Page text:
Claim the Disappearing: 1
(I invite you to enjoy this free New Orleans novel, courtesy of the wonder that is the internet, unrolled a teensy bit at a time.)
The ancient Chartres decree that the Royal Dauphine drink Burgundy while seated on the Rampart until St. Claude rises from the dead.
I taught myself that ditty to remember which rickety street followed which in the maze that was the Bywater of New Orleans. I had no more sense of direction than an old fart wandering with hands outstretched as he relived a psychedelic flashback from his swinging Sixties. That is, none. So I created the rhyme, unaware that rhymes shouldn’t be created, much less repeated, in susceptible New Orleans, not if the author wanted to stay firmly planted in the world she started out in. Which is to say, it was ignorance, not malice, that brought me up short at the base of the stone castle, neck craned against the last slanting beams of sunlight as I struggled to decide if that was truly a man lounging on the rampart as he swigged from an upturned bottle of cheap red wine.
Lord, protect the ignorant, because the rest of the world sure as hell won’t.
I was not merely the creator of rhymes. I created my whole damn life, including my name—Etoile, which I thought sounded French and exotic, and even in my most woebegone state, I understood New Orleans respected the exotic. Of course, I didn’t understand the city respected only the authentic exotic and could distinguish between that and posers as naturally as hot air rising to a clear blue sky creates a breeze, a wind, a tearing hurricane. “Aurora Etoile,” I’d answer when pressed, and then add, “I go by my last name.” Good God, the pretense. Sometimes, looking back, I believe the Bywater chose me because the neighborhood was full up to its neck with the hoards of us, gagging on the conceit of those who invade in search of the cool but by their very presence evaporate whatever was therein worthy to begin with.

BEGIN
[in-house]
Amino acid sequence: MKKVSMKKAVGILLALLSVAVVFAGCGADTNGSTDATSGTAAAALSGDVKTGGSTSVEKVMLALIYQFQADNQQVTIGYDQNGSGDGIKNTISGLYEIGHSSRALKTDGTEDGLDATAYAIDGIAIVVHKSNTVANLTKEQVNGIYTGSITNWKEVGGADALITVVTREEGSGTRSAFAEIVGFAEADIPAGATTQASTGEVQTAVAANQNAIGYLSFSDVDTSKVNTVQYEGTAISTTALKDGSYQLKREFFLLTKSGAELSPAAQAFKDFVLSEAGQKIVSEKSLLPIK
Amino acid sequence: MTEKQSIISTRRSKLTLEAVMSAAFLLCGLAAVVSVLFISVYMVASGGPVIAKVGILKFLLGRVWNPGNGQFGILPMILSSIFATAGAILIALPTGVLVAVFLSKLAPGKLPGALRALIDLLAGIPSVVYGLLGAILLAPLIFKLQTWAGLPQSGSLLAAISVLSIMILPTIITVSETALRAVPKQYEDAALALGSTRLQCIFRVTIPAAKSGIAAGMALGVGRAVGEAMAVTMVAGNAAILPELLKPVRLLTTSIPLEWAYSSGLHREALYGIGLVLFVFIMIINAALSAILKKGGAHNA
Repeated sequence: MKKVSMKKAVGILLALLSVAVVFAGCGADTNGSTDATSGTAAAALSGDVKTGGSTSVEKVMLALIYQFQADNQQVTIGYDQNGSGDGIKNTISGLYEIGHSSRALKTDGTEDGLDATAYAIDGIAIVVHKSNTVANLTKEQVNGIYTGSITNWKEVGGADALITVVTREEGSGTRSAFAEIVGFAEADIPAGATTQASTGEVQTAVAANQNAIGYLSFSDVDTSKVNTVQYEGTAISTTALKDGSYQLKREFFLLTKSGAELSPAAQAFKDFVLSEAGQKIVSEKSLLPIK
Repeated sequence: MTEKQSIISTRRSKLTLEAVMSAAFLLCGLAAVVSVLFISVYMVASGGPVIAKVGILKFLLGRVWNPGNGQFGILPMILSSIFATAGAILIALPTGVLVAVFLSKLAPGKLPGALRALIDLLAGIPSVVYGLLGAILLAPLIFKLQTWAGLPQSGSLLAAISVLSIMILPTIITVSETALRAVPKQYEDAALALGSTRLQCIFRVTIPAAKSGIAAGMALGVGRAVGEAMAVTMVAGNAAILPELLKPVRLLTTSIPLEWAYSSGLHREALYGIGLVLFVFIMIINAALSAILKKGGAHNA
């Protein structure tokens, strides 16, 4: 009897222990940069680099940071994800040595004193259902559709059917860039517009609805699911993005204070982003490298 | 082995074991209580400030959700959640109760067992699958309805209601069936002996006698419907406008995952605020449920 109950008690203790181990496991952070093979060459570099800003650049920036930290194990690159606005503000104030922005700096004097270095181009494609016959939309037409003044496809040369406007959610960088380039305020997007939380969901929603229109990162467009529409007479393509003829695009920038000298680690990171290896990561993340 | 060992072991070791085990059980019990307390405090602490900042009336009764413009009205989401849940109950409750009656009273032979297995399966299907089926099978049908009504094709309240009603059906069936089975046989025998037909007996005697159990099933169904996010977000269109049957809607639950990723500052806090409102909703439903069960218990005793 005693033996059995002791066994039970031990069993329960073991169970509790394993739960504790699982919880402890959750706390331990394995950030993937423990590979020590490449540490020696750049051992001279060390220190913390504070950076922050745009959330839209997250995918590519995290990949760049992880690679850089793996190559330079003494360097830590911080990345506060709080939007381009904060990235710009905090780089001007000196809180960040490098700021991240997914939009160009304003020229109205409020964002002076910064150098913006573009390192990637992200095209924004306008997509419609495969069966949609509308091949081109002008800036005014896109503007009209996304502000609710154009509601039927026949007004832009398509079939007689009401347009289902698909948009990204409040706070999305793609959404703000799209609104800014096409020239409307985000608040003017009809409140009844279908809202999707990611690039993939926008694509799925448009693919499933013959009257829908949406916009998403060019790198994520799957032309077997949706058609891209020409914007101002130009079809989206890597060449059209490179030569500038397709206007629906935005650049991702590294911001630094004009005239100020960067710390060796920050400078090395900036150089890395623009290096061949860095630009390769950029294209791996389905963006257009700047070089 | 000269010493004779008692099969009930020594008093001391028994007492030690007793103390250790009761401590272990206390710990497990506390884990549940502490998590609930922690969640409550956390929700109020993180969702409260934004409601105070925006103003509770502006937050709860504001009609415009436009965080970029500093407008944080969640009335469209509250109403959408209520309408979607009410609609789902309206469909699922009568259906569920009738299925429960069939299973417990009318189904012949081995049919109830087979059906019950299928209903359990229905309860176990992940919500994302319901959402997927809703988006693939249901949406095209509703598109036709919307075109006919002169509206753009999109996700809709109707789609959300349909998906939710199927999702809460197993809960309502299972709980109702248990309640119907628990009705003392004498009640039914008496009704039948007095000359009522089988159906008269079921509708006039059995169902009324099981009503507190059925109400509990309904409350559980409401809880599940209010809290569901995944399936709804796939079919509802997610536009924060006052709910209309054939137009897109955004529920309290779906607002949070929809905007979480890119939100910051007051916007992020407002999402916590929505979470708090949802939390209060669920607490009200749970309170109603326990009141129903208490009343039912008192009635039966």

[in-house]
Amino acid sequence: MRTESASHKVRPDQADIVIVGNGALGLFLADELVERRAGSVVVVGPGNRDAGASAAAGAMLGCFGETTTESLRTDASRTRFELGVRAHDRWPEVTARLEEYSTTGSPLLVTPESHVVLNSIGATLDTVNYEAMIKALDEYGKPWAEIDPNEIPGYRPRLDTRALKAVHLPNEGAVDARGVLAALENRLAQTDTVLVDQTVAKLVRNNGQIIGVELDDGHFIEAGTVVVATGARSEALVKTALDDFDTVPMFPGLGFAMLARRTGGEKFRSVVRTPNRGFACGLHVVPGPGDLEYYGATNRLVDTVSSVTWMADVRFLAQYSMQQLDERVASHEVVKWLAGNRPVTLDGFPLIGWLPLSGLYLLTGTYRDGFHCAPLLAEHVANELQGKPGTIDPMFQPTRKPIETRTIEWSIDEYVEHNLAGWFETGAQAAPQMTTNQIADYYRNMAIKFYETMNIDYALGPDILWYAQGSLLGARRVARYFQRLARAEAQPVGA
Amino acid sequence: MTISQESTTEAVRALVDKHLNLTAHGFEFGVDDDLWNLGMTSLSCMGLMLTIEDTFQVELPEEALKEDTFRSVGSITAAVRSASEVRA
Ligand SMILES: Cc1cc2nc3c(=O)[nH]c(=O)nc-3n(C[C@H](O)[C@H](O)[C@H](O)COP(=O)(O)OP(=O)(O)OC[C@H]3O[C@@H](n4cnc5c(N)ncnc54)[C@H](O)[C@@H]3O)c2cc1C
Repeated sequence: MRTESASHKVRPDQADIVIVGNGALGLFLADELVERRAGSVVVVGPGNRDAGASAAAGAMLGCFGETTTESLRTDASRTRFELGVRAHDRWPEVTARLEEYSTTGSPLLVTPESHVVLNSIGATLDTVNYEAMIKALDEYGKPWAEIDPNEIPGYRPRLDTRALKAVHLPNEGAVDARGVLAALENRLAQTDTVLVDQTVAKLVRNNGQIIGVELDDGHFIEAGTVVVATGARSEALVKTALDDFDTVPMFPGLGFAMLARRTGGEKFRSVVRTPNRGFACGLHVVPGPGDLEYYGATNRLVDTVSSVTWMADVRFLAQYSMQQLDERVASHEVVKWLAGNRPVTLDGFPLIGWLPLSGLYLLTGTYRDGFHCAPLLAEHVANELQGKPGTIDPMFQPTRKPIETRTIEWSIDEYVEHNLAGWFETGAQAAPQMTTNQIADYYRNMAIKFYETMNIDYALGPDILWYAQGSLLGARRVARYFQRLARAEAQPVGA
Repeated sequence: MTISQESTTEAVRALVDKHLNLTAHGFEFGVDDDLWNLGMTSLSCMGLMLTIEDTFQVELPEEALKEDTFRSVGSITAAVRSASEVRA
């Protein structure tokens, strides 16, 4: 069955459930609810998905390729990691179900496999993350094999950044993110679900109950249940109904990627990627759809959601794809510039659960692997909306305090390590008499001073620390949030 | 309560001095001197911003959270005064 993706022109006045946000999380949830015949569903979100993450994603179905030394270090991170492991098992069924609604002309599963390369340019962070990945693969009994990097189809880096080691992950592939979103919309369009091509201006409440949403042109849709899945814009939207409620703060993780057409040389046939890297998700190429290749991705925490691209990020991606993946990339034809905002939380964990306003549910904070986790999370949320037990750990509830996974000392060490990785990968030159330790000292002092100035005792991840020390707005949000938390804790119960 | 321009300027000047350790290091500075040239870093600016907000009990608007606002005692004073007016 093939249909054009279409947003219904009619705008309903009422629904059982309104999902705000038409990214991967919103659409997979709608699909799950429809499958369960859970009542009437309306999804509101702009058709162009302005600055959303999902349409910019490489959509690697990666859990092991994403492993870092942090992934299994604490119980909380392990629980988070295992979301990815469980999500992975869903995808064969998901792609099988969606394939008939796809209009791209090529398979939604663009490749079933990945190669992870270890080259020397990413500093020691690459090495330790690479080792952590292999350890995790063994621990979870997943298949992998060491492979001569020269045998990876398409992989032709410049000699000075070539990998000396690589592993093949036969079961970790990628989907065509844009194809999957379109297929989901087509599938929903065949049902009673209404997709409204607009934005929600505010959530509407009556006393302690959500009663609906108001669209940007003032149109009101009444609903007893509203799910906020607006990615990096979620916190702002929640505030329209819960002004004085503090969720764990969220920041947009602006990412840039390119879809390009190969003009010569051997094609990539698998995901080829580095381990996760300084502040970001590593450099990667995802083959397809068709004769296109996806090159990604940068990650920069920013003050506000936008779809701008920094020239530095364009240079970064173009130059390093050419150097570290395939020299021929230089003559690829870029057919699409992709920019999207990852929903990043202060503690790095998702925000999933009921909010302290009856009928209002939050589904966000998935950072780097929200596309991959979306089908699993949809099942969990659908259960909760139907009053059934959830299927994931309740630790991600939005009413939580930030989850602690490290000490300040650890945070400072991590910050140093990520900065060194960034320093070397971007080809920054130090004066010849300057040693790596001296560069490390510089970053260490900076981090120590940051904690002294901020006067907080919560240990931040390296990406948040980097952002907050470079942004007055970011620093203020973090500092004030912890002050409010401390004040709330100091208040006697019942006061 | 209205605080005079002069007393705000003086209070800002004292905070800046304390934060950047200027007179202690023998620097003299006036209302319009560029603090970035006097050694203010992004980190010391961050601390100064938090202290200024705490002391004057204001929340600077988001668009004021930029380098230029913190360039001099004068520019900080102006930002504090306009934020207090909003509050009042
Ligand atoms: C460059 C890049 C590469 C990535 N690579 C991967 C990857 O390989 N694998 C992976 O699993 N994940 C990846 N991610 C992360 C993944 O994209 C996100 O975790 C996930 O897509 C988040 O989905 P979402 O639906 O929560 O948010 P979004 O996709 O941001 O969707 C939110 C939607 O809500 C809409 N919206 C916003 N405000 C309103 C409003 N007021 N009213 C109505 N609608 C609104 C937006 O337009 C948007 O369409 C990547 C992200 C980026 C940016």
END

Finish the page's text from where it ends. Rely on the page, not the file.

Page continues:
The man on the castle’s rampart was in clear danger of rolling off. The leaves of the giant maple growing aside the stone fluttered, exposing their silvery undersides. Caterpillars had woven webs in its branches, and for a moment, I thought the industrious larvae were determined to protect the drunk man by providing him with the proverbial cradle should he loll a bit too far. I was wrong. Nature doesn’t stick its neck out for us. Nor, do we for it. We both roll along following our own selfish desires (yes, nature is selfish—just ask the child wailing in front of her hurricaned house) and when things go wrong, we backpedal as fast as we can, making excuses of our good intents.
I intended to call out to the man, warn him that he was getting precariously close to the edge of his rampart.
But then St. Claude appeared, his pleated linen robe billowing against the orange clouds of the setting sun.
The Dauphine (because by then I was aware of what I had done) eased down his half-empty bottle of Bugundy, and we both stared at the Jesuit priest descending gently onto the wide Rampart. When his black silk slippers scraped the stone, his gaze traveled from the open-mouthed Dauphine to me. “Are you ready, Etoile?” he asked, his English tinged with a French-lilt but otherwise perfect. “The time has come to declare yourself. Are you in or out?”
I think I need to back up and tell you how I came to be in New Orleans at all. I gotta warn you, though, it means backing all the way up to the three women who gave me life and deeded me purpose and bestowed their ill-gotten gifts on me. Stolen, all of it. You should jump off this train right now if you want a story with a worthy narrator. I am unworthy at every turn.
You’ve been warned.